The boy’s father had tried to stop it once, and had been buried the next morning. He had been a tall, silver-blonde Swede with an easy smile and big hands. He had been a good shot, too, and was certain he could slay the beast with his rifle. He had faced what he thought to be worse beasts on his travels Westward: the fickle ocean, the duplicitous crew, the thousandfold mendacities of those awaiting him on the American shore, the selfish wagoners with whom he ventured Westward, and the wilderness itself. He had, against the odds, forged a trail and met his wife among the welcoming Cheyenne. Together, they had settled in this valley between the mountains. Now the Swede was buried here, far from his home and his old gods, and his wife and son remained.The day after the Swede had been killed, a man appeared. He strode casually across the field, naked, his face smeared with crimson wetness and his eyes white-rimmed, his teeth set in a bloody grin. His black hair was long and full of twigs and briars and sticktights. Upon his breast he wore a leather-strung necklace. A single, large bear claw hung from it, curved like a crescent moon over his heart.

20180809_204042-1

“Cheyenne whore,” he said. “Send the blue-eyed child to me. Let me feast on his misbegotten flesh. He is an abomination in these lands. His presence is blasphemy. I will feed on him and turn him into filth, as I did his father. And where his filth falls the land will celebrate with flowers, for his life is a slight against the Spirits.”
The boy’s mother kept her son behind herself as the man spoke.
“Give him to me now,” he said, “and I will give him a quick death.”
“Never,” the mother said.

20180804_222255-1
The man’s grin only widened. “Then I will come dreaming,” he said, “and I will devour the womb from which he sprang.”
When the man left—sprinting across the fields and up into the mountains— the mother took her son inside the cabin and told him to stay hidden while she worked outside. She was a small woman, but strong and determined and wise. She cleaned and oiled her husband’s bear trap. That day she slaughtered a calf and put its meat upon the trap, setting the trap near the cabin, its chain nailed to the porch’s thickest post. She then went inside and comforted and reassured her son until nightfall.
That night the man came dreaming once again, and so the beast returned with the fog. He ignored the cattle and went instead to the cabin, circling it and snarling and growling and laughing. His laughter was suddenly cut short by the sharp clang of the bear trap; of steel teeth on bone, and a terrible scream. The mother told her son to stay silent and then she ran outside with her husband’s rifle raised.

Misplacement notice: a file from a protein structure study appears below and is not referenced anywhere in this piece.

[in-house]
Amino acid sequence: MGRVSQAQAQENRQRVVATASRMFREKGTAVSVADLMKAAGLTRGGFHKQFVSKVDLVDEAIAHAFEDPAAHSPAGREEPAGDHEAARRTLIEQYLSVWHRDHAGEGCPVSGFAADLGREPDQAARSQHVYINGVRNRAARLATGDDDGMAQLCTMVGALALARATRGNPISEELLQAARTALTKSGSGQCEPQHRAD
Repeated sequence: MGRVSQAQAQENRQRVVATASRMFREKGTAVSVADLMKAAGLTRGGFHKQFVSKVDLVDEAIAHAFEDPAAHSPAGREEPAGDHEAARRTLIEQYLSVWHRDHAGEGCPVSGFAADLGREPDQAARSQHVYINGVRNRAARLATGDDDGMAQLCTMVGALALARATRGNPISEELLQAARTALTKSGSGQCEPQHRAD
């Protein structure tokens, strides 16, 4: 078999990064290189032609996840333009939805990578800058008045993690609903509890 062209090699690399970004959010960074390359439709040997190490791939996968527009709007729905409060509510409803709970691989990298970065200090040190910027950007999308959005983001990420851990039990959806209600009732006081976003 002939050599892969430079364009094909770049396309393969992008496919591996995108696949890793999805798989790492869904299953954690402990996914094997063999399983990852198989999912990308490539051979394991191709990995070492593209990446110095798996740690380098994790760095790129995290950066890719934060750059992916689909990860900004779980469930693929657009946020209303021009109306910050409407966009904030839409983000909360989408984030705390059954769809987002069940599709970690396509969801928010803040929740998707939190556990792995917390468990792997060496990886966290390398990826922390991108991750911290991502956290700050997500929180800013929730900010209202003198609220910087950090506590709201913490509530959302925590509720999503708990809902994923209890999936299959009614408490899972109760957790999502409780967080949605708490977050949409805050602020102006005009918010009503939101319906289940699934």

20180804_180709-1

But haste was her master, and haste was an incautious master, as was desperation and, too, hope. The beast was no ordinary bear, and so the bear trap was not crafty enough to ensnare him. He had lived for centuries learning the wiles of Man. Rather, he snared the mother with her own trap, having fed it a branch as thick as a bone and then having feigned a yowl of pain. The mother realized the ruse too late. She fired once, and struck true, but he was no ordinary beast, and so the bullet pierced without wounding. He stripped her of her gun, pressed her down to the earth, and breathed charnel mist into her face.
“Before I kill you,” he said with a grinding growl not unlike thunder. “Know that I will feed upon your son at next nightfall. I will eat him slowly, and shall relish his blood and meat.”
He then silenced her anguish with his large maw.
The boy cried all night, trembling in the lonely dark. When morning came, still he cried, and he heard the man calling from beyond the cabin.
“Half-breed,” he said. “Count the hours. Mark the moon. I will come for you at midnight, and then my land will be cleaned of your filth once and for all.”
The man left, and the boy emerged from the cabin. He buried the remains of his mother and went into further mourning. He drank little and ate nothing. At length, he was exhausted and fell asleep beneath the shade of the porch. The last thing he saw before he closed his eyes was a spiderweb gilded with the rays of the sun.

The boy dreamt of his parents beneath a starry sky. They waved to him, then ascended to the stars. He cried in his dream and an old woman came before him, her wizened face smiling. She had black eyes that gleamed, but they did not frighten him. Her smile comforted him. She took his hands in hers, and put her hands on his shoulders, and on his cheeks. She had many hands; many arms. She was Grandmother Spider.

20180807_011913-1
“What is wrong, child?” she asked.
“My parents are gone,” he said, “and soon I will be killed by the beast, too.”
“Must you?” she asked. “Must it be so?”
“What else can I do?” he said. “Father’s rifle did nothing. Mother’s trap did nothing. He will kill me! Why does he hate me?”
“Because of both sides of your blood, child,” the old woman said. “Because he fears what you could be.”
“I don’t understand,” the boy said.
There came the caw of a raven up above, flying overhead, and he tried to watch it go, but the old woman kept his head firmly forward; her eyes peering into his own.